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Water – The Building Block Of Life

“The cure for anything is salt water: sweat, tears or the sea.” – Isak Dinesen (Karen Blixen)

Water is just but a colourless fluid which flows in streams and forms the oceans. A water molecule is simply one oxygen atom covalently bonded to two hydrogen atoms. While water refills the earth’s supply through rain, it also exists as snow, fog, dew and cloud. Approximately 70% of Earth is filled with water and the majority of water on Earth is sea water. On average, sea water (or salt water) in the world’s oceans has a salinity of about 3.5%.

While it has no calorie or other nutrients, safe drinking water is essential to human beings and other lifeforms. The access to safe drinking water has improved in recent times, but about one billion people in the world still lack access to safe water. Water fit for human consumption is called drinking water or potable water. Water that is not potable may be made potable by filtration or distillation, or by a range of other methods.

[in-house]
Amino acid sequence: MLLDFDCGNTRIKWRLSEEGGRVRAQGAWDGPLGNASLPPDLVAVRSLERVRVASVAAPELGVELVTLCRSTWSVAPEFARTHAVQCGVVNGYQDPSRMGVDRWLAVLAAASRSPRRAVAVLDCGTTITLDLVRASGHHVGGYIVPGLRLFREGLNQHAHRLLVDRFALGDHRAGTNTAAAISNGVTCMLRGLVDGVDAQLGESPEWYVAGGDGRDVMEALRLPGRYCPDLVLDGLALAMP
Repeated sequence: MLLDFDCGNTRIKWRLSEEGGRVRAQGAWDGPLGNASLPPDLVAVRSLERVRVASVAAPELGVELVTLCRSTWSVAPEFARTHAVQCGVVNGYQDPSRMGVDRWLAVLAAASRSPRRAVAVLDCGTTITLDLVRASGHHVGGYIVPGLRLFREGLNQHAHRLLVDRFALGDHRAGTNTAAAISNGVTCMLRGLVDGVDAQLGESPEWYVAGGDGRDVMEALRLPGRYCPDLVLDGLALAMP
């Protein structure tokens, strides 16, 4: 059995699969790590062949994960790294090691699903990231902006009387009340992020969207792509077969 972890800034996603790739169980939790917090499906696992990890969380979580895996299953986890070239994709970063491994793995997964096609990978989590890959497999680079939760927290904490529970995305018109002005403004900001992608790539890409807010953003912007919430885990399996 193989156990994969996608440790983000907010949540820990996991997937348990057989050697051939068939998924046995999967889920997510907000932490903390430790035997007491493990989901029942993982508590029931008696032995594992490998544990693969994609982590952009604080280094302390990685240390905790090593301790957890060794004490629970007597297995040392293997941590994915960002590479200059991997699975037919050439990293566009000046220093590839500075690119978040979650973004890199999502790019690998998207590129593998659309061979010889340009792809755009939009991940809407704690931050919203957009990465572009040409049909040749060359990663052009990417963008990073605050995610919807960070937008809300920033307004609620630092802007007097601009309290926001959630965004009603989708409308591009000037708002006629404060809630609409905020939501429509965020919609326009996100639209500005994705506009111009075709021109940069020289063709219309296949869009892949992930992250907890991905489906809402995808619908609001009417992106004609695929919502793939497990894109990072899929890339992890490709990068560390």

Water is vital both as a solvent in which many of the body’s solutes dissolve and as an essential part of many metabolic processes within the body. Water is also central to acid-base neutrality and enzyme function. Pure water is considered to be neutral, with a pH value of 7. Acids have pH values less than 7 while bases have values greater than 7.

The human body contains from 55% to 78% water. To function properly, the body requires between one and seven litres of water per day to avoid dehydration. Most of this is ingested through foods and beverages other than drinking water. Most specialists agree that approximately 2 litres (6 to 7 glasses) of water daily is the minimum to maintain proper hydration.